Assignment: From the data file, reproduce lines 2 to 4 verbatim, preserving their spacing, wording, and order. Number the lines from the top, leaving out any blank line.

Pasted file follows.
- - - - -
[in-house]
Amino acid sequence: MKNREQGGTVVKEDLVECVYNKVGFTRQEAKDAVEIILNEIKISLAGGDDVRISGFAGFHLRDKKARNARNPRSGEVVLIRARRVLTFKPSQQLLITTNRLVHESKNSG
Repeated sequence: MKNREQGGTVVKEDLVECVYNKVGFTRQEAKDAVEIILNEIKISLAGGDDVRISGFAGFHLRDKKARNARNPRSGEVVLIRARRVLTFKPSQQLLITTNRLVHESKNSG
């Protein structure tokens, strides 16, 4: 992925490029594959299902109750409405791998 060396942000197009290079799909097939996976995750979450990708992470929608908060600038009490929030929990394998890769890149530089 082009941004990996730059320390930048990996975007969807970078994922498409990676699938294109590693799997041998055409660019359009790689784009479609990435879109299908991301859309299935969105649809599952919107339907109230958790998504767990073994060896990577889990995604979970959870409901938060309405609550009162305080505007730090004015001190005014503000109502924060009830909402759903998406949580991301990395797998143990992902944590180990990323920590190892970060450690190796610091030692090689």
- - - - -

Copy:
Amino acid sequence: MKNREQGGTVVKEDLVECVYNKVGFTRQEAKDAVEIILNEIKISLAGGDDVRISGFAGFHLRDKKARNARNPRSGEVVLIRARRVLTFKPSQQLLITTNRLVHESKNSG
Repeated sequence: MKNREQGGTVVKEDLVECVYNKVGFTRQEAKDAVEIILNEIKISLAGGDDVRISGFAGFHLRDKKARNARNPRSGEVVLIRARRVLTFKPSQQLLITTNRLVHESKNSG
């Protein structure tokens, strides 16, 4: 992925490029594959299902109750409405791998 060396942000197009290079799909097939996976995750979450990708992470929608908060600038009490929030929990394998890769890149530089 082009941004990996730059320390930048990996975007969807970078994922498409990676699938294109590693799997041998055409660019359009790689784009479609990435879109299908991301859309299935969105649809599952919107339907109230958790998504767990073994060896990577889990995604979970959870409901938060309405609550009162305080505007730090004015001190005014503000109502924060009830909402759903998406949580991301990395797998143990992902944590180990990323920590190892970060450690190796610091030692090689």